You want a slow-news-day Friday afternoon conversation-starter? You got it.
A lot rests here on how one defines “comfortable,” no?
Oxford University scientists investigated how comfortable people are being touched. In the largest-ever study on physical contact, they asked nearly 1,500 men and women from Britain, Finland, France, Italy and Russia to color in human body outlines to show which parts they would allow someone to touch, front and back.
Not surprisingly, they found that the more you know someone, the more likely you are to be happy to be touched by him or her.
Erogenous zones, however, were out of bounds to all but partners, with one exception.
Men indicated they were comfortable with female strangers touching any part of their body, even their genitals. In fact, a woman they barely know has “touching rights” similar to a parent and more than a sibling, according to the journal Proceedings of the Royal Academy of Sciences.
Follow the link and eyeball the diagram at the top of the page to see how comfortable men and women are being touched by various relations, back and front. Yellow means “very comfortable”; as you get into darker shades of red, all the way up to jet black, the comfort level decreases. Here’s the no-go zone for women vis-a-vis female and male acquaintances and strangers, respectively:
Logical and straightforward. Hands off the sexy bits, and if you’re a male stranger, you’d better relegate yourself to the far extremities. Even then, touching a woman’s feet rates as highly uncomfortable, which also makes sense. Since some people sexualize feet, and since there aren’t many casual “hey, lemme grab that foot” moments in polite company, a woman might rightly assume that any stranger who’s eager to touch hers is and can only be a leering creep.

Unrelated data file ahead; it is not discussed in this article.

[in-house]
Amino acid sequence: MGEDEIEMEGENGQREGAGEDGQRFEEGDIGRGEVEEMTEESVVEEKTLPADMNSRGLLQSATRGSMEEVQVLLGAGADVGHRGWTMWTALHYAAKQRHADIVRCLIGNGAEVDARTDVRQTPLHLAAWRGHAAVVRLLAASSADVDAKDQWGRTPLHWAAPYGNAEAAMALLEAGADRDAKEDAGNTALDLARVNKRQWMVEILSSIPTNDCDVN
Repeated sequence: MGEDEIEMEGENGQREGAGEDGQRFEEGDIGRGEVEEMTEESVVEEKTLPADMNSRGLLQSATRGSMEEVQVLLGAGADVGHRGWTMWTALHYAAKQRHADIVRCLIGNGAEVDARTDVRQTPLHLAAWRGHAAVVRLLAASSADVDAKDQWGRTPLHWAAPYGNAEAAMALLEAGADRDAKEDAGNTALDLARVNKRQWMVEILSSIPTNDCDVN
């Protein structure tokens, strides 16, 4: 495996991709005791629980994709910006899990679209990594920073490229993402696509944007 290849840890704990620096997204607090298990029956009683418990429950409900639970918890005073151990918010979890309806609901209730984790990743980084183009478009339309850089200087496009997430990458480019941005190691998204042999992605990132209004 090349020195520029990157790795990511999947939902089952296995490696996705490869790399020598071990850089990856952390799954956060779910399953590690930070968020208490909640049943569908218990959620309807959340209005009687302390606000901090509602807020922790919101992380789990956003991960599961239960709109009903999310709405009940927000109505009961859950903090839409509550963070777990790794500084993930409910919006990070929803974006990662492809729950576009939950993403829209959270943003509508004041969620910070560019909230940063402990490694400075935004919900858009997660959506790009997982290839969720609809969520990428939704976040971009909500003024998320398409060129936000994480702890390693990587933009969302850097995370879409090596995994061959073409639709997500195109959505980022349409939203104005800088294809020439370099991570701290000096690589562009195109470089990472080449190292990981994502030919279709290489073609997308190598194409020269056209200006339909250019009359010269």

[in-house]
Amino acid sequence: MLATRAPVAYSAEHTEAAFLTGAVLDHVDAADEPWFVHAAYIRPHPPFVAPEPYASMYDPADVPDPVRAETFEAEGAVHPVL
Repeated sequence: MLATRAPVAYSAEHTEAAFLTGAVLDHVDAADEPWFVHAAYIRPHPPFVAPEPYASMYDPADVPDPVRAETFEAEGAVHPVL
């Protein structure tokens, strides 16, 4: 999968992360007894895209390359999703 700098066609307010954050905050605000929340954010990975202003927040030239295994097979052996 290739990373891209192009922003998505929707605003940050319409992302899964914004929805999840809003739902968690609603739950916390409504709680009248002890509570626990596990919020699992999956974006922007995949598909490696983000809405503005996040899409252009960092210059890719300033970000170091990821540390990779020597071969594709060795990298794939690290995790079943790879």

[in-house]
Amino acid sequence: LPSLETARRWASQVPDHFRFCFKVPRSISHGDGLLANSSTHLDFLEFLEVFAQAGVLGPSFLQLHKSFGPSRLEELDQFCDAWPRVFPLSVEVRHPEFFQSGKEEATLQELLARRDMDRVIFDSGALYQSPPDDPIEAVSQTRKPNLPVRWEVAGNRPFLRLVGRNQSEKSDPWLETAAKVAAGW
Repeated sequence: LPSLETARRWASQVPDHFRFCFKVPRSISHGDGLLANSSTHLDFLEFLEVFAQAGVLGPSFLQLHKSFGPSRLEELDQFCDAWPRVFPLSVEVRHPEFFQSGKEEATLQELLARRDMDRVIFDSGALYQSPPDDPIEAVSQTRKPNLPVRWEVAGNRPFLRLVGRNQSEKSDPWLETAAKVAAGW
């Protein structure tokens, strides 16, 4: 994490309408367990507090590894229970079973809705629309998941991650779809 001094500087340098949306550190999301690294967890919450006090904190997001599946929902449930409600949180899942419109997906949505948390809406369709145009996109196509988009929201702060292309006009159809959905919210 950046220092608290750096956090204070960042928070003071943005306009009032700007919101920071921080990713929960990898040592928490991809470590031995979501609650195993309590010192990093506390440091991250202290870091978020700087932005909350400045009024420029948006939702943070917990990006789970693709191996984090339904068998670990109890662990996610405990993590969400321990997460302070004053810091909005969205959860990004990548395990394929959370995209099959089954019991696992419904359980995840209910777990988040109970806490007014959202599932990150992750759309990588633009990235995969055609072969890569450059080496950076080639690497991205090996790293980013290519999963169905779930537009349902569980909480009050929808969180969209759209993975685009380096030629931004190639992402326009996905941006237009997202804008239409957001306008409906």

Now for guys. The colors look … different.
A hand on the shoulder from a male stranger will be grudgingly tolerated. A hand nearly anywhere else is asking for a fight. A female stranger, though, can conceivably get away with a hand anywhere — even there, although that dark shade of red proves that the word “comfortable” in the excerpt above isn’t quite right. It’s not comfortable. It’s just not taboo. How come?
The answer, I assume, is that a strange woman assaulting a man that way isn’t the sort of physical threat that a strange man who’s assaulting a woman the same way is. If a male stranger crosses that line with a woman, it implies that he’s willing to cross every line. That’s terrifying. A female stranger doing the same to a man isn’t the same physical threat so the thought of it isn’t traumatic. Nor, of course, do men have to live with the risk of a member of the opposite sex getting grabby the way women do. Ask a group of guys to imagine a scenario in which a strange woman decides to grab a handful and they’re apt to envision it, I bet, either as part of a fantasy or as some sort of goofy sex comedy a la “American Pie.” Ask a woman to imagine a strange man groping her and the scenarios will trend darker. Although that raises another question: If this is ultimately about fear, or the lack of fear, of being overpowered by an insistent pervert, why do women also have strong no-go zones towards female strangers? You can hash that out in the comments.
One more contrast for you, this time involving how the two sexes regard touching by friends. If you’re a man, you’re not real thrilled with being touched by either male or female friends — but there are no official hands-off zones for the ladies:
Now here’s the shocker. When women are asked to say where they’re comfortable being touched by male and female friends, they say … this:
If you take that seriously, not only are there zero hands-off zones for male friends but women are actually more comfortable overall being touched by friends of the opposite sex than men are. That seems … unlikely. Or else intersex friendships abroad have taken a very unusual turn this century.